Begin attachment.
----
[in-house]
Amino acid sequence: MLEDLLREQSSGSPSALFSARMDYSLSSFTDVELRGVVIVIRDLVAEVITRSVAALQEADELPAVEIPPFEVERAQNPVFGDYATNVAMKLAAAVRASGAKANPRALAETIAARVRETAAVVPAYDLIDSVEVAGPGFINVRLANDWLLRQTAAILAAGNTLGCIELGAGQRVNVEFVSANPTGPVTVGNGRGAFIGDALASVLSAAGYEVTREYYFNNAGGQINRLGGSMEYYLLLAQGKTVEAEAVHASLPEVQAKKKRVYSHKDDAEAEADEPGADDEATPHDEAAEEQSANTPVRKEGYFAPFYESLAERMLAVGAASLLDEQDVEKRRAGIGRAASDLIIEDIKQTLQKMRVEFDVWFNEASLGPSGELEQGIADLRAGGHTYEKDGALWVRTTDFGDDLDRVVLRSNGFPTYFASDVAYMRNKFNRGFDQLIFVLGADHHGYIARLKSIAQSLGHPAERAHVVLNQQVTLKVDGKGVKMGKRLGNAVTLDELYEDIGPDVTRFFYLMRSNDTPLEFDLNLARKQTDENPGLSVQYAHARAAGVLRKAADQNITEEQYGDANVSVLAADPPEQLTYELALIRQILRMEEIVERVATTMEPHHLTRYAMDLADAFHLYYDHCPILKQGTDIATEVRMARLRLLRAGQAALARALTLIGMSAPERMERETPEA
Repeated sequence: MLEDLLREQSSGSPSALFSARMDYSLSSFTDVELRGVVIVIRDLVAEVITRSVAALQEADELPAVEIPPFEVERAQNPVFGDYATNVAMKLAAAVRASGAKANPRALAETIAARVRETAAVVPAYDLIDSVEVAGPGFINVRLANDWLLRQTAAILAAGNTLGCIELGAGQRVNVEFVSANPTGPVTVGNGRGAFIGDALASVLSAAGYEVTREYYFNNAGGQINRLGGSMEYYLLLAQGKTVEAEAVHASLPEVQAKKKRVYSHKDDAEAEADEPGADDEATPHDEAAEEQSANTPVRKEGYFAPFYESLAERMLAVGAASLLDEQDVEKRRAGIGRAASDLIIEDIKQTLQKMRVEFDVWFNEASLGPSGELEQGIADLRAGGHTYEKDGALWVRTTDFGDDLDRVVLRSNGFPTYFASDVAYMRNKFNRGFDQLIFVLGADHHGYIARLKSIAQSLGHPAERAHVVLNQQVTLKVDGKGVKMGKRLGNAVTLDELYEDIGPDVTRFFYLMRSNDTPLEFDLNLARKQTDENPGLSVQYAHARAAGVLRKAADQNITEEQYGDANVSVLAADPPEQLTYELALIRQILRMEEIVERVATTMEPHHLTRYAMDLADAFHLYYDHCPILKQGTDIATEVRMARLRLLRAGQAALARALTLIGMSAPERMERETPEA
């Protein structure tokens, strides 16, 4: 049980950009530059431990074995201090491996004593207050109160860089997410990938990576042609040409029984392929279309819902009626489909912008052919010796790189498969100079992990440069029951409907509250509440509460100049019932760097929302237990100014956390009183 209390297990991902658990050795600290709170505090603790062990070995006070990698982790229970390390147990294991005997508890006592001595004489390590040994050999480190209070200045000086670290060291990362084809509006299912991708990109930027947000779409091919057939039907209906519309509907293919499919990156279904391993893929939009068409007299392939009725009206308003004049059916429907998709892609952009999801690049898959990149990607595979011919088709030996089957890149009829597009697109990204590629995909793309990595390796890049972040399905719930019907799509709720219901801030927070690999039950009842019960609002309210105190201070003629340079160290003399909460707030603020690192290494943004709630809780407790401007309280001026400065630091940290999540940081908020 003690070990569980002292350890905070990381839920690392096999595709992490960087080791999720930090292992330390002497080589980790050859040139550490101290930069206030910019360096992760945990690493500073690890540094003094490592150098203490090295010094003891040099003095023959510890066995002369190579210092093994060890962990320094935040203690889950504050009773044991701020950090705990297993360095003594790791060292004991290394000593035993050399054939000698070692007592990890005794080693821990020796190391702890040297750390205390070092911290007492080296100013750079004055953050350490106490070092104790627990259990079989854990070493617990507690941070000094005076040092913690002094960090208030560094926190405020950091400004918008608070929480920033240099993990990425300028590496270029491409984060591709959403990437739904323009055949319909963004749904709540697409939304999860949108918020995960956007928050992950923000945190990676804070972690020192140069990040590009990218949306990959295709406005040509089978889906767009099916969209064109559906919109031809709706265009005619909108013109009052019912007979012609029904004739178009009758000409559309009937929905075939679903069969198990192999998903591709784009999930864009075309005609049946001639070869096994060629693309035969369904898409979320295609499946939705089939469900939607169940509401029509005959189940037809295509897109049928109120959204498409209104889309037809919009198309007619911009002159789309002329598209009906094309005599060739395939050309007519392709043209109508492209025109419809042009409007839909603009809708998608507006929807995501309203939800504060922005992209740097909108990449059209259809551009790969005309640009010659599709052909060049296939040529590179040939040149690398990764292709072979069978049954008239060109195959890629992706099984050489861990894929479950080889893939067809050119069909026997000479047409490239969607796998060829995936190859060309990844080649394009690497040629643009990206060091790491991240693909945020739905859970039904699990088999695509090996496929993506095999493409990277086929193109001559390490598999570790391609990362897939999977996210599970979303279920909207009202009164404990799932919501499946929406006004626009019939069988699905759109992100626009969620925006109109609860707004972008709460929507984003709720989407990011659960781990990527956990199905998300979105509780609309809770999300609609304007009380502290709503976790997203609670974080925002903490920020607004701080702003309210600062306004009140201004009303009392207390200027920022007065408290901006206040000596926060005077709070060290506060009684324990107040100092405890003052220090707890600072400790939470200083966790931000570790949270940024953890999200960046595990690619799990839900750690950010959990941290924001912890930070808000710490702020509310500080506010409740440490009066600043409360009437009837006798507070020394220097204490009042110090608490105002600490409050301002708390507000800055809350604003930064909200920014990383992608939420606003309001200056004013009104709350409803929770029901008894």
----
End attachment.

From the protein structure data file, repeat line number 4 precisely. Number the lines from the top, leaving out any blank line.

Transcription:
């Protein structure tokens, strides 16, 4: 049980950009530059431990074995201090491996004593207050109160860089997410990938990576042609040409029984392929279309819902009626489909912008052919010796790189498969100079992990440069029951409907509250509440509460100049019932760097929302237990100014956390009183 209390297990991902658990050795600290709170505090603790062990070995006070990698982790229970390390147990294991005997508890006592001595004489390590040994050999480190209070200045000086670290060291990362084809509006299912991708990109930027947000779409091919057939039907209906519309509907293919499919990156279904391993893929939009068409007299392939009725009206308003004049059916429907998709892609952009999801690049898959990149990607595979011919088709030996089957890149009829597009697109990204590629995909793309990595390796890049972040399905719930019907799509709720219901801030927070690999039950009842019960609002309210105190201070003629340079160290003399909460707030603020690192290494943004709630809780407790401007309280001026400065630091940290999540940081908020 003690070990569980002292350890905070990381839920690392096999595709992490960087080791999720930090292992330390002497080589980790050859040139550490101290930069206030910019360096992760945990690493500073690890540094003094490592150098203490090295010094003891040099003095023959510890066995002369190579210092093994060890962990320094935040203690889950504050009773044991701020950090705990297993360095003594790791060292004991290394000593035993050399054939000698070692007592990890005794080693821990020796190391702890040297750390205390070092911290007492080296100013750079004055953050350490106490070092104790627990259990079989854990070493617990507690941070000094005076040092913690002094960090208030560094926190405020950091400004918008608070929480920033240099993990990425300028590496270029491409984060591709959403990437739904323009055949319909963004749904709540697409939304999860949108918020995960956007928050992950923000945190990676804070972690020192140069990040590009990218949306990959295709406005040509089978889906767009099916969209064109559906919109031809709706265009005619909108013109009052019912007979012609029904004739178009009758000409559309009937929905075939679903069969198990192999998903591709784009999930864009075309005609049946001639070869096994060629693309035969369904898409979320295609499946939705089939469900939607169940509401029509005959189940037809295509897109049928109120959204498409209104889309037809919009198309007619911009002159789309002329598209009906094309005599060739395939050309007519392709043209109508492209025109419809042009409007839909603009809708998608507006929807995501309203939800504060922005992209740097909108990449059209259809551009790969005309640009010659599709052909060049296939040529590179040939040149690398990764292709072979069978049954008239060109195959890629992706099984050489861990894929479950080889893939067809050119069909026997000479047409490239969607796998060829995936190859060309990844080649394009690497040629643009990206060091790491991240693909945020739905859970039904699990088999695509090996496929993506095999493409990277086929193109001559390490598999570790391609990362897939999977996210599970979303279920909207009202009164404990799932919501499946929406006004626009019939069988699905759109992100626009969620925006109109609860707004972008709460929507984003709720989407990011659960781990990527956990199905998300979105509780609309809770999300609609304007009380502290709503976790997203609670974080925002903490920020607004701080702003309210600062306004009140201004009303009392207390200027920022007065408290901006206040000596926060005077709070060290506060009684324990107040100092405890003052220090707890600072400790939470200083966790931000570790949270940024953890999200960046595990690619799990839900750690950010959990941290924001912890930070808000710490702020509310500080506010409740440490009066600043409360009437009837006798507070020394220097204490009042110090608490105002600490409050301002708390507000800055809350604003930064909200920014990383992608939420606003309001200056004013009104709350409803929770029901008894």